Rebecca Anderson is the Director of Education for Alliance for Climate Education (ACE), a nonprofit on a mission to educate young people about the science of climate change and empower them to take action. Reb has worked with ACE for over a decade, and has served as the Director of Education for the last five years, running their educational platform and managing their video storytelling efforts.
During her time at ACE, Reb has loved being able to connect with and educate young people across the country about climate change and has helped give them the tools to take action and have their voices be heard. Digital storytelling has been an important part of the work that ACE does, and it helps them spread their message around the world. One of their recent campaigns, Class of 0000, shows how powerful a story can be when it is both unique and familiar.
I was able to speak with Reb recently about her work with ACE and hear about how impactful digital storytelling has been in sharing the powerful stories of students across the country.
Hi Reb! Thanks so much for being here with me. Can you start by telling me about your role and involvement with Alliance for Climate Education?
My husband saw a post for the job on idealist. I was just out of grad school and I wasn’t really looking for a job because I didn’t even think there was a company out there whose mission was to educate young people on climate change, and before ACE, there really wasn’t. I decided I wanted to start educating students on my own, so I went to high schools around California to talk to classes about my research, until my husband showed me this post from idealist and said “check this out!”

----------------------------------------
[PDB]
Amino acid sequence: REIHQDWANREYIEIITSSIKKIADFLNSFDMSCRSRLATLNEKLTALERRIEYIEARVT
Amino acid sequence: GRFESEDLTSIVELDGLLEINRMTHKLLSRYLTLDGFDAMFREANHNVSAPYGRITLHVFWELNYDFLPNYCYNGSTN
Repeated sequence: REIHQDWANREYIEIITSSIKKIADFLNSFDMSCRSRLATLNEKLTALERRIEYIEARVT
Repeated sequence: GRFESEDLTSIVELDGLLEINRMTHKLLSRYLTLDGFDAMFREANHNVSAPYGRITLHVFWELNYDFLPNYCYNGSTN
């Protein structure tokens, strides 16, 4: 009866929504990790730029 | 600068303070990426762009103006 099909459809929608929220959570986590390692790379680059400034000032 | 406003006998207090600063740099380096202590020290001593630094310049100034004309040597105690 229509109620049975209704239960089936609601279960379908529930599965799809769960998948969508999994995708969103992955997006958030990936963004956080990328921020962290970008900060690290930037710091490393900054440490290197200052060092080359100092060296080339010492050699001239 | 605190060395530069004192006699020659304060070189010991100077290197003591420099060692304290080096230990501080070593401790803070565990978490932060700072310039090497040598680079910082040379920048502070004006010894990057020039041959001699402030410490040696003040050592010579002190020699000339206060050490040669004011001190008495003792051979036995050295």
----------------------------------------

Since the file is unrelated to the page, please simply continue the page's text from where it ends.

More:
ACE was founded in 2008, so 11 years ago, and I came on board shortly afterwards. In grad school I studied climate change, paleo-climate actually, and was really feeling like the science of climate change is not where the work needs to be done, it’s much more in solving climate change and educating people and communicating about the problem. ACE was just getting started back then and it felt like the perfect fit for me. Their mission was really what I wanted to be doing, especially engaging young people on climate change.
How do you use digital storytelling to promote your mission and spread the word about climate education?